razor's edge all the way to the "top", to it's ultimate spiralled "closing"
that will finally give resolution.
For instance, we are immersed in the need for drama. The forward
logic of this need leads to every sort of chaos, violence, cruelty... all
of which builds an addiction for more. We have learned to step back, yet
we have not yet become gentle gods. Perhaps only the ultimate violence
would make a change, but it would certainly ruin our better natures...
(thus pragmatism becomes truth...) but what about a middle way?
Could we make a story that would change the world? Could we learn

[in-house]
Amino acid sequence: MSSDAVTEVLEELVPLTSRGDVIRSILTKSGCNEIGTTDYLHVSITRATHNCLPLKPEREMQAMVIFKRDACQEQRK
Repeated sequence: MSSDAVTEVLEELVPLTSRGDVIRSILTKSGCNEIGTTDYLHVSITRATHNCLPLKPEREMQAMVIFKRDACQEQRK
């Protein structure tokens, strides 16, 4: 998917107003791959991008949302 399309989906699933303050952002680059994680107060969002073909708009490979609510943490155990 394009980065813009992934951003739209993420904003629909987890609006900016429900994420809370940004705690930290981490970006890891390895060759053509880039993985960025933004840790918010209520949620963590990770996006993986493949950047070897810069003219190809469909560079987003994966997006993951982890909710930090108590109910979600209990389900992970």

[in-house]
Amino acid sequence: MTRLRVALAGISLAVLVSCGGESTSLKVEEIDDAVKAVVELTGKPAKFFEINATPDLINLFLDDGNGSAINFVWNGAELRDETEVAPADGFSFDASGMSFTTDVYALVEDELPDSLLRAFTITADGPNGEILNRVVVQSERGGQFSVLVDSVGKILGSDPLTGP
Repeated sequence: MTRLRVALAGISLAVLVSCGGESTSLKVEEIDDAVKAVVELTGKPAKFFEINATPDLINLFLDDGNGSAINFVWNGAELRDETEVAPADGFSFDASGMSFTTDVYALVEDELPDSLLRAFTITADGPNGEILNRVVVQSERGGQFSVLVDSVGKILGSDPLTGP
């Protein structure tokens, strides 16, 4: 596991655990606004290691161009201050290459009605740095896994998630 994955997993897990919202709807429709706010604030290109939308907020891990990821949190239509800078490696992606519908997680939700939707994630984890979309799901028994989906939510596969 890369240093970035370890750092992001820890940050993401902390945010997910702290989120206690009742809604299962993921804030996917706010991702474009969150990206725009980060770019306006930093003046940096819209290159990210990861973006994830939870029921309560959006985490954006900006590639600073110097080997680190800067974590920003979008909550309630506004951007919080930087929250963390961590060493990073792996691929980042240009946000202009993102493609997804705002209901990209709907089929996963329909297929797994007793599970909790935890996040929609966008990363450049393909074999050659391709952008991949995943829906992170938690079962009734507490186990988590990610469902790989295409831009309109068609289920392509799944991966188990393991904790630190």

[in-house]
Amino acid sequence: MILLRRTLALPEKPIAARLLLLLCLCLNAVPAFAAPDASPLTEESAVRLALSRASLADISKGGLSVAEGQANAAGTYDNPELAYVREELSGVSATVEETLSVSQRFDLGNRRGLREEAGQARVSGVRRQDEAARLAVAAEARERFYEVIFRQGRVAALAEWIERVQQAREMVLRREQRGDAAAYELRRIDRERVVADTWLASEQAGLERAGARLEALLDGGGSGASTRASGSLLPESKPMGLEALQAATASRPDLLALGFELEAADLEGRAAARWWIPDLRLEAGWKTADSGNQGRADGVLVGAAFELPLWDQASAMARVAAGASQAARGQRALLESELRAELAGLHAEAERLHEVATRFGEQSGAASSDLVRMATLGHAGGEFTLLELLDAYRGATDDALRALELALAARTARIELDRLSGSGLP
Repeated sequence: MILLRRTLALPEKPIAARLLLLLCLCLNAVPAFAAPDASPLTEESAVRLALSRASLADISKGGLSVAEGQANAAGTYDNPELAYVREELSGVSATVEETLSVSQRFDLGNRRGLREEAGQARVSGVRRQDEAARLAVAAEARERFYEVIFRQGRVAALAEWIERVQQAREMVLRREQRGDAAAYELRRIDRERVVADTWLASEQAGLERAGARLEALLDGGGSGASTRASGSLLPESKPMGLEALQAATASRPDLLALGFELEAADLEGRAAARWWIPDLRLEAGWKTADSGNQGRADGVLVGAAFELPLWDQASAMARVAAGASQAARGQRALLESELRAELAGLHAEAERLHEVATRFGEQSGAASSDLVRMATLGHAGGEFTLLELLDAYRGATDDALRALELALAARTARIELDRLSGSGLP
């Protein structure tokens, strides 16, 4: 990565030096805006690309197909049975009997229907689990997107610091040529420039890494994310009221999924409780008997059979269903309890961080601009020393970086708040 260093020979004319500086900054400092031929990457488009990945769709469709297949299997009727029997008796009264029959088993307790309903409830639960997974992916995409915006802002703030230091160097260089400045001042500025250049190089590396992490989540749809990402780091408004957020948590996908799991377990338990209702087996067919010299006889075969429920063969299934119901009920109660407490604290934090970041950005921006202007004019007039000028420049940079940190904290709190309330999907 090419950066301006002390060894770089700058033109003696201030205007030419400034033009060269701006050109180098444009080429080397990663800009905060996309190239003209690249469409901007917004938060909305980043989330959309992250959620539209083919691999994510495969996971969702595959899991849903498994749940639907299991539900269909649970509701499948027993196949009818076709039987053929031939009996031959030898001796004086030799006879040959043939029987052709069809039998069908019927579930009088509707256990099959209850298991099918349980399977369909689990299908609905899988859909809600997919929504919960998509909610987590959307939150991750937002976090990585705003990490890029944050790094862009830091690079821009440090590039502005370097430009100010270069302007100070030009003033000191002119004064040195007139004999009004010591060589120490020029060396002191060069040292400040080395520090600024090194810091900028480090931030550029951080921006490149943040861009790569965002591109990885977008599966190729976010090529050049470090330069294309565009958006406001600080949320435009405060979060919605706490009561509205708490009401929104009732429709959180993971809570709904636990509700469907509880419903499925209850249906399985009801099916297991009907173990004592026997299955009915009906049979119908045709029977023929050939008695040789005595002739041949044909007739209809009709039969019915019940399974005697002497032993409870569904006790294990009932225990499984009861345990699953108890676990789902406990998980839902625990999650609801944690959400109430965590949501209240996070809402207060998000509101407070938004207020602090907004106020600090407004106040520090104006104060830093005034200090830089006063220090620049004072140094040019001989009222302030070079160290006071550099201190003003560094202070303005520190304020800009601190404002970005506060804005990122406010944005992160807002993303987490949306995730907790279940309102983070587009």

the lessons of utter destruction by simply watching it? In other words,
can we break the world's heart?
I suggest that glory resides in being two things at once, both the
one and the many, both the pleasurable and painful, both the being and not
being, yet with the purpose of fulfilling the third dimension, the fullness
of life itself. The perfect reflection, the perfect giving.
The eye gazing into wonder.
And glory is the fuel we need. Robert, if we are to do this, we
need glory - G L O R Y. We need lots of it, buckets and mountains full.
We need to mesmerize the world. I realize I haven't received your approval
on this theory (that this story-telling process is our only hope) but I
will continue anyway.
Think of Caesar. Einstein. Think of running the political world
with a physical theory.
This is my Mirror Show. I'm running it around Hollywood now, just
bouncing it off the surface (in NY and LA), a hopelessly helpless
non-player contending he owns the key to the future - a crackpot - but when
the idiot is seen to be wise, what a legend he becomes. And every idiot